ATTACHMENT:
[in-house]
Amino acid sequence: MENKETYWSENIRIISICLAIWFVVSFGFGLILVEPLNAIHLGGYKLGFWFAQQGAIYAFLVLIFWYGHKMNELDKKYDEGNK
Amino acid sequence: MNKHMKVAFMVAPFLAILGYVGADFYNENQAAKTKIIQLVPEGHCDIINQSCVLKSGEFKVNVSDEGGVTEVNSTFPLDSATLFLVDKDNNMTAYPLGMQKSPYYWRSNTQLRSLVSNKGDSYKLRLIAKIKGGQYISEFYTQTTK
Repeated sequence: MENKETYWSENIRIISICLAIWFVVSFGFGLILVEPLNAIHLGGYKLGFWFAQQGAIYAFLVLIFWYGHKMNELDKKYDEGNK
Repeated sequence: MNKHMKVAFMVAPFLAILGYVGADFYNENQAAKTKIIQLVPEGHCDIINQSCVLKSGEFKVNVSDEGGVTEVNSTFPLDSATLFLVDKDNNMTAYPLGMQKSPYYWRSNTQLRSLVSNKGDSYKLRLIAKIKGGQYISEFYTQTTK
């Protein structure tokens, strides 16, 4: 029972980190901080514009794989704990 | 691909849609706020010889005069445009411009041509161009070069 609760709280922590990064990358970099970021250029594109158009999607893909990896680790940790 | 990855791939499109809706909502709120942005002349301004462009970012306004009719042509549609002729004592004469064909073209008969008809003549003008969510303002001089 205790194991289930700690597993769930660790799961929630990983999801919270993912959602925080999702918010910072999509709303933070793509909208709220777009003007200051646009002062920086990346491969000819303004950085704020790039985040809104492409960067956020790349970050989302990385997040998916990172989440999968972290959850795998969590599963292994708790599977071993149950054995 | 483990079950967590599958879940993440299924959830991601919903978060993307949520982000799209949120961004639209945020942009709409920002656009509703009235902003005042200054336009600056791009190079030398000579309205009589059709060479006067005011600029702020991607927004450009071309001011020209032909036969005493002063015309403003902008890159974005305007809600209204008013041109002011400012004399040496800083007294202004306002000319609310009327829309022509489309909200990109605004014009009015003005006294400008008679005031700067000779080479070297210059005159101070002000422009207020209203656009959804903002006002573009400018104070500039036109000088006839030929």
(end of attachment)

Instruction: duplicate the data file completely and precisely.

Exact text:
[in-house]
Amino acid sequence: MENKETYWSENIRIISICLAIWFVVSFGFGLILVEPLNAIHLGGYKLGFWFAQQGAIYAFLVLIFWYGHKMNELDKKYDEGNK
Amino acid sequence: MNKHMKVAFMVAPFLAILGYVGADFYNENQAAKTKIIQLVPEGHCDIINQSCVLKSGEFKVNVSDEGGVTEVNSTFPLDSATLFLVDKDNNMTAYPLGMQKSPYYWRSNTQLRSLVSNKGDSYKLRLIAKIKGGQYISEFYTQTTK
Repeated sequence: MENKETYWSENIRIISICLAIWFVVSFGFGLILVEPLNAIHLGGYKLGFWFAQQGAIYAFLVLIFWYGHKMNELDKKYDEGNK
Repeated sequence: MNKHMKVAFMVAPFLAILGYVGADFYNENQAAKTKIIQLVPEGHCDIINQSCVLKSGEFKVNVSDEGGVTEVNSTFPLDSATLFLVDKDNNMTAYPLGMQKSPYYWRSNTQLRSLVSNKGDSYKLRLIAKIKGGQYISEFYTQTTK
């Protein structure tokens, strides 16, 4: 029972980190901080514009794989704990 | 691909849609706020010889005069445009411009041509161009070069 609760709280922590990064990358970099970021250029594109158009999607893909990896680790940790 | 990855791939499109809706909502709120942005002349301004462009970012306004009719042509549609002729004592004469064909073209008969008809003549003008969510303002001089 205790194991289930700690597993769930660790799961929630990983999801919270993912959602925080999702918010910072999509709303933070793509909208709220777009003007200051646009002062920086990346491969000819303004950085704020790039985040809104492409960067956020790349970050989302990385997040998916990172989440999968972290959850795998969590599963292994708790599977071993149950054995 | 483990079950967590599958879940993440299924959830991601919903978060993307949520982000799209949120961004639209945020942009709409920002656009509703009235902003005042200054336009600056791009190079030398000579309205009589059709060479006067005011600029702020991607927004450009071309001011020209032909036969005493002063015309403003902008890159974005305007809600209204008013041109002011400012004399040496800083007294202004306002000319609310009327829309022509489309909200990109605004014009009015003005006294400008008679005031700067000779080479070297210059005159101070002000422009207020209203656009959804903002006002573009400018104070500039036109000088006839030929």